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Entertainment Weekly


The 30 most shocking TV moments of 2019

Posted on

Jack Rowand/The CW; Lucasfilm; HBO

A shocking year

2019 delivered A LOT of television, and with it, quite a few shocking moments. Veronica Mars killed Logan! Baby Yoda...exists! Here are 30 TV moments that will stick with us. Warning: SPOILERS AHEAD!
Michael Desmond/Hulu

Logan dies, Veronica Mars

Marshmallows waited 12 years for Veronica Mars to return to the small screen — and it didn't disappoint, delivering one of the best revivals to date. One of the highlights? Fans getting to see Veronica and Logan tie the knot! It was a moment years in the making, which is why it was so shocking when, minutes later, fans watched as Logan got into Veronica's car seconds before it BLEW UP. Just like that, the happily-ever-after viewers had waited so long for...disappeared. —Samantha Highfill

The baby in the pool, Evil

Episode 4 of Michelle and Robert King’s brilliant procedural proved that the show is more than deserving of its title. In “Rose390,” investigator David DaCosta meets with a young boy named Eric to determine whether his troubling behavior is psychological, or rooted in something more demonic. At first, David seems to connect with the unsettlingly creepy Eric, and he meets him poolside at the boy’s home for a drawing lesson. But everything about the scene feels wrong, from Eric’s seeming calmness to the unnatural stillness in the air, and when David ultimately looks at the pool, he realizes ERIC HAS THROWN IN HIS BABY SISTER IN AN ATTEMPT TO DROWN HER. David eventually rescues the baby, but the attempted infanticide is still the most unsettling reveal I’ve seen on TV all year. —Devan Coggan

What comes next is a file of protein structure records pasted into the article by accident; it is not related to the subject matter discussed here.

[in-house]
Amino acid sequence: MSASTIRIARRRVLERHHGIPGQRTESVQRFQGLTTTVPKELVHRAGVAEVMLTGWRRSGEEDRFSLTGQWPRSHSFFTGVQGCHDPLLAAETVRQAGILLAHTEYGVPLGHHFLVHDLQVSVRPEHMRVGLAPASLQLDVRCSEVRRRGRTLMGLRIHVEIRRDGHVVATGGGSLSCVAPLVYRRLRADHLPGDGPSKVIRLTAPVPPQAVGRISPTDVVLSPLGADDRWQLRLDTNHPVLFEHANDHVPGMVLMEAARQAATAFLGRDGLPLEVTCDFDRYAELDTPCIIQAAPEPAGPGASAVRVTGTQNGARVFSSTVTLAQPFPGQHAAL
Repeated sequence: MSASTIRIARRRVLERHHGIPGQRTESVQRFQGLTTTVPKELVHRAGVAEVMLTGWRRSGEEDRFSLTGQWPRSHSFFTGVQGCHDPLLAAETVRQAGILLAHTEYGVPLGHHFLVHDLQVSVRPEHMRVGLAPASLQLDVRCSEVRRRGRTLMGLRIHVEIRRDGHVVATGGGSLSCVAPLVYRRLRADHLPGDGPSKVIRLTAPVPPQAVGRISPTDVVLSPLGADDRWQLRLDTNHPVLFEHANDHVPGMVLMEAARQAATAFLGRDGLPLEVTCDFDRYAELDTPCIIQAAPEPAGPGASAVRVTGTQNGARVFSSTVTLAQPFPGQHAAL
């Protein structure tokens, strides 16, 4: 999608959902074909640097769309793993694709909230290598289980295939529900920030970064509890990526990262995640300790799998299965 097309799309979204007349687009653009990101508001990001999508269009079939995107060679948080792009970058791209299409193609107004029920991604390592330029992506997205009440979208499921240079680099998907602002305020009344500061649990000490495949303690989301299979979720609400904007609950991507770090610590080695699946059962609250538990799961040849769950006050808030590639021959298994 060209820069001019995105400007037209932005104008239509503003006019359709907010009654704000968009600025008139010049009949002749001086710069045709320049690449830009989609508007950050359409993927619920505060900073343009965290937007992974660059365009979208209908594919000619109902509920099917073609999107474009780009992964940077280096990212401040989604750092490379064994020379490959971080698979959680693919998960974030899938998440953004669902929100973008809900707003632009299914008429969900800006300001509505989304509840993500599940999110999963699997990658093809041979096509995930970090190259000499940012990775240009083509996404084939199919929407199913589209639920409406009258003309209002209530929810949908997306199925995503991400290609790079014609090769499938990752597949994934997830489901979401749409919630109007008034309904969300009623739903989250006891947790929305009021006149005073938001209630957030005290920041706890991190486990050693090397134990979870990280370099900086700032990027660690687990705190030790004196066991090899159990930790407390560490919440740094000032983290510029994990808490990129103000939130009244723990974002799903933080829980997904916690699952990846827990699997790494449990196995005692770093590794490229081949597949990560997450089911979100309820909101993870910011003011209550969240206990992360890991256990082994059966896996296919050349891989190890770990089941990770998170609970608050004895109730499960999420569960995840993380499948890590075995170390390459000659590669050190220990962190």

Michael Parmelee/USA Network/NBCU Photo Bank via Getty Images

Angela dies, Mr. Robot

Picking up with the exact scene where we left Price and Angela at the conclusion of season 3, the Mr. Robot final season premiere opened with a bang. Angela told the powerful man, whom she now knew to be her biological father, that she wanted retribution against White Rose. When she refused to back down, we heard doors open from afar. Just by the look on Angela’s face, we all knew what was coming. “I’m not going to run, so you should probably leave,” she declared, returning to sit down as Price walked away, taking off the wire he was wearing under his shirt. Two Dark Army men in masks then walked by him, stopping behind Angela and shooting her in the head. And that was only the beginning of the bloody end for Mr. Robot. —Derek Lawrence

Baby Yoda reveal, The Mandalorian

Almost everything about The Mandalorian was kept under wraps before its November premiere, but no surprise has been as delightful — or as adorable — as the child dubbed Baby Yoda. Oh, did you think this was going to be a show about a grizzled bounty hunter? It’s now a show about a grizzled bounty hunter and the tiny, green, Force-sensitive infant he’s sworn to protect. Definitely the cutest plot twist of the year. —Devan Coggan
Steve Schofield/Amazon Studios

Fleabag swats the camera away while having sex with Hot Priest, Fleabag

From its first moments, Fleabag was defined by its heroine’s desire to let us in, her mugging directly to the camera and breaking the fourth wall for humor and pathos. It marked a truly surprising moment of character growth (and intimacy) then when she finally managed to get season 2’s Hot Priest into her bed and closed us out of this moment of religious ecstasy. Fleabag of old would’ve gloried in sharing this carnal victory with the camera. The Priest helped Fleabag feel worthy of love and whole again, but this was a shocking signal that she’d outgrown the audience she used to rely on for absolution and instead found it within herself (and some holy rolling). —Maureen Lee Lenker

Hannah B. dumps Jed on After the Final Rose, The Bachelorette